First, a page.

Fears have been raised for the retirement prospects of hundreds of thousands of older UK workers following the release of fresh data showing a dip in the employment rate of 50 to 64-year-olds, reversing a 20-year upward trend.

Figures from the Department for Work and Pensions (DWP) also suggest that while home working may help some older employees stay in the labour market, this is not an option for everyone. Those who fail to make the switch tend to have poorer health, lesser qualifications and live in deprived areas, indicating that home working could be entrenching existing inequalities.

The effects of the Covid pandemic are all but certain to be the reason for the fall in employment among over-50s, where the rate of those in work dropped to 71.2 per cent during the three months to June, down from 72.1% a year earlier.

Self-employment levels among older workers also declined, falling from 18.5% in 2020 to 17.1% in 2021. The DWP said it was too early to determine whether the changes were “short-term fluctuations or the beginning of a longer-term trend”.

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Though the decrease in employment was not deemed “statistically significant”, studies have repeatedly shown that once unemployed, workers in their 50s and 60s are far more likely to fall into long-term unemployment than their younger counterparts. This has been attributed to a number of factors ranging from age discrimination in the recruitment process to a lack of tailored retraining programmes to support this demographic.

Helen Morrissey, senior pensions and retirement analyst at Hargreaves Lansdown, said the dip was hopefully a “short-term blip” rather than the beginning of a trend for people in these age groups being forced into an early retirement.

“Working up to, and even beyond the age of 65 is a necessity for many people if they want to enjoy a comfortable retirement,” she said. “We are living longer and will likely have to work longer as a result – very few people can afford to retire at the age of 50 and the age at which people can access their state pension is increasing.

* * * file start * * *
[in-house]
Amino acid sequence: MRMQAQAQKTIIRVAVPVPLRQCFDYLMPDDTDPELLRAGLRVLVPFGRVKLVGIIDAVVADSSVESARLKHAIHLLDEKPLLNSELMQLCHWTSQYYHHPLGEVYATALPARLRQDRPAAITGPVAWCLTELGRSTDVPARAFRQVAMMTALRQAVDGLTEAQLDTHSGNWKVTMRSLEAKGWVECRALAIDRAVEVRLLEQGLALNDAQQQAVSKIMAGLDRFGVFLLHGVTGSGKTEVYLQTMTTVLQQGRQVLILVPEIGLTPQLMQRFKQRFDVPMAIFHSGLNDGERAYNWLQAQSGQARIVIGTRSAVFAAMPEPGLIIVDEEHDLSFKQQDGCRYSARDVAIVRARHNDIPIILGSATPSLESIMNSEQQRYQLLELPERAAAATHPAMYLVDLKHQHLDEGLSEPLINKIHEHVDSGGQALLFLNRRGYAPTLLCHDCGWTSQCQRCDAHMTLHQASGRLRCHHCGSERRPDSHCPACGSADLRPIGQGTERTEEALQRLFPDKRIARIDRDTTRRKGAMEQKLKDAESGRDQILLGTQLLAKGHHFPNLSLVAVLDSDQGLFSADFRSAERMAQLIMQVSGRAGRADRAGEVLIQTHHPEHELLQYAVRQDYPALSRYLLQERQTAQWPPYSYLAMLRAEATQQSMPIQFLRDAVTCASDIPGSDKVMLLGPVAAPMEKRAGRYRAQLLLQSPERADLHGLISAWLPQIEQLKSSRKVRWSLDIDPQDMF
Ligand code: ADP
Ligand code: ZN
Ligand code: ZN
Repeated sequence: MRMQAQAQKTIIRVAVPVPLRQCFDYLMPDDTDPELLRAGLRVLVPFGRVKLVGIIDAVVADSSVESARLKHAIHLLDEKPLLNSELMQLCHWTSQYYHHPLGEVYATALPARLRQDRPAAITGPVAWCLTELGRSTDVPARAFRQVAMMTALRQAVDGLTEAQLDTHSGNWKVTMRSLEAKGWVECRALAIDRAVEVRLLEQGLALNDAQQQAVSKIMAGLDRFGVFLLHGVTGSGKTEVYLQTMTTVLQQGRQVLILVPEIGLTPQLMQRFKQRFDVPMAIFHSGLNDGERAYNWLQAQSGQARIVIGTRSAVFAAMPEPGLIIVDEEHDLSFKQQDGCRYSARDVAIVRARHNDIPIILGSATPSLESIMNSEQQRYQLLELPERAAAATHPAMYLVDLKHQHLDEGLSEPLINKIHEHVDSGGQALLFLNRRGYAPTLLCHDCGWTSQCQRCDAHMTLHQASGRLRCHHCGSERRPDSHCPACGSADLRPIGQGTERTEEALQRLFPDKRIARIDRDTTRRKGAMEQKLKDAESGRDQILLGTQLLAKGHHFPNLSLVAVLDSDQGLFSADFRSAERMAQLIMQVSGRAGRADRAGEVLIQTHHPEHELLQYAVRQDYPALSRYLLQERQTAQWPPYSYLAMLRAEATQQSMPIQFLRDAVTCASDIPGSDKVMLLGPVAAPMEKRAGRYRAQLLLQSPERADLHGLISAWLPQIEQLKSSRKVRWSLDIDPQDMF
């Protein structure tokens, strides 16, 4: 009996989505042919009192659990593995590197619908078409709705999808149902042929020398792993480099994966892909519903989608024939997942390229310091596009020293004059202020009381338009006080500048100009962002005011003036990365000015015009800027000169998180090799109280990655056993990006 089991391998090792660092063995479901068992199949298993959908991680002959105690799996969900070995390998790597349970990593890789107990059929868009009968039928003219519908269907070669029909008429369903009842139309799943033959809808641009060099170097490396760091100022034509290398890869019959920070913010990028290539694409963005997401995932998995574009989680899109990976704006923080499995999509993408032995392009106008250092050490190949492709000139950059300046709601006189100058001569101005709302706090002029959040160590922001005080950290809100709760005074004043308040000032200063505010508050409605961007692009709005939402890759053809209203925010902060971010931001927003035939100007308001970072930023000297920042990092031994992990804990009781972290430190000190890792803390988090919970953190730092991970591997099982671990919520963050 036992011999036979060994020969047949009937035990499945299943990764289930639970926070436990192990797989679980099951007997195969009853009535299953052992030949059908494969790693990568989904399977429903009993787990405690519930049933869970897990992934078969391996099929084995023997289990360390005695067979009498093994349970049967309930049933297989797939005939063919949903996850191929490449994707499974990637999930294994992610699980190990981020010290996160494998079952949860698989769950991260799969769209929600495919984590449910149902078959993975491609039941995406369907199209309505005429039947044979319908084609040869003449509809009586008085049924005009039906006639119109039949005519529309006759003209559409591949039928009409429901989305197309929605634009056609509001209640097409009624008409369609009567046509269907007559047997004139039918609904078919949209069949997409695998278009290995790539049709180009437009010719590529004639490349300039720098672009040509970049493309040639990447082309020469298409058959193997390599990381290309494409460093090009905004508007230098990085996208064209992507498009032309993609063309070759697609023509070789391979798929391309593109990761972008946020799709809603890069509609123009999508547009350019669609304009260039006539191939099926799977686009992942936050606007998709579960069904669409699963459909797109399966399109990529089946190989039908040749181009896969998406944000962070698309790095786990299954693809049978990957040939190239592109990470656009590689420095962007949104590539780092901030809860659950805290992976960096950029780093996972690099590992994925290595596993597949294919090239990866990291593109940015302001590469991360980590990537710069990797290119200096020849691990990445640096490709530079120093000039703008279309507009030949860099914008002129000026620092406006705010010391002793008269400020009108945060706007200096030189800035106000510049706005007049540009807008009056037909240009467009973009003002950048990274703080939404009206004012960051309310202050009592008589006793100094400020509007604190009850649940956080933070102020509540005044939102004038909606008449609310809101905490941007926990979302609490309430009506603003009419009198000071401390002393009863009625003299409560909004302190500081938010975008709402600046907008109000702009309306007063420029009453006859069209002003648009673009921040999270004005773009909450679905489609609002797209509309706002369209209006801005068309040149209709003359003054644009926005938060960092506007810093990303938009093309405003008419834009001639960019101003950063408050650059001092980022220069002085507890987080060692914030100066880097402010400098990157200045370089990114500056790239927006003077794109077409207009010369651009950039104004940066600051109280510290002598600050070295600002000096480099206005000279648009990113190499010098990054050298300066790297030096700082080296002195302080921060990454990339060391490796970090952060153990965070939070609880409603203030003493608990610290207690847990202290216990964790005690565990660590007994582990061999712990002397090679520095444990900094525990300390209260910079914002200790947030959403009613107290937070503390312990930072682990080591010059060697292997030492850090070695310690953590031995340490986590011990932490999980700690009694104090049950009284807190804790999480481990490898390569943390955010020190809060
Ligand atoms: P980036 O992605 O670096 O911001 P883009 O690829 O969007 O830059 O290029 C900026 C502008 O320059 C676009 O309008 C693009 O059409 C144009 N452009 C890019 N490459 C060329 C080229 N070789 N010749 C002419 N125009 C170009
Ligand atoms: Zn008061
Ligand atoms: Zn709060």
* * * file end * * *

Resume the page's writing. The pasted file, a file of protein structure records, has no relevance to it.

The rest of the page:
“Early exit from the labour market can have a huge impact on people’s financial resilience as they miss out on what is for many people a sweet spot where their earnings and disposable income are high and they can afford to make real inroads into their retirement planning.”

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Being sick, injured or disabled continues to be the main reason why people aged between 50 and 64 years are economically inactive in the labour market, with 36.9% or 1.3 million people citing this as the reason for not seeking employment. This is followed closely by those who have formally retired – 35.1%, or 1.2 million people.

However, more than 790,000 in this age bracket are actively seeking work, or are inactive but would like to work. That is down from 810,000 in 2020, suggesting that many have become discouraged to the point of giving up the job hunt.

In the period from April to June, there were 471,000 people aged 50 to 64 years who were economically inactive but were willing or would like to work. Of these, 222,000 were male and 249,000 were female.

A little more than half said they were not looking for work because of illness, injury or disability. “Looking after home or family” was given as a reason by 14.9% of respondents, up from 14.4% a year earlier.

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The figures from the DWP, which are based on data from the Office for National Statistics, are now in their sixth year of publication and are intended to detail the trends in this segment of the workforce, which is growing in line with the UK’s ageing population.

Ms Morrissey at Hargreaves Lansdown noted that many opt to work into retirement as a way of generating much-needed additional income, while others work longer through choice.

“We have seen the number of over 65s in work rise from 424,000 in 1996 to around 1.28 million in 2021 – it is vital that the employment prospects of older workers are not damaged long-term, not least because of recent government announcements that earned income from those over state pension age will be subject to the 1.25% Health and Social Care levy,” she added.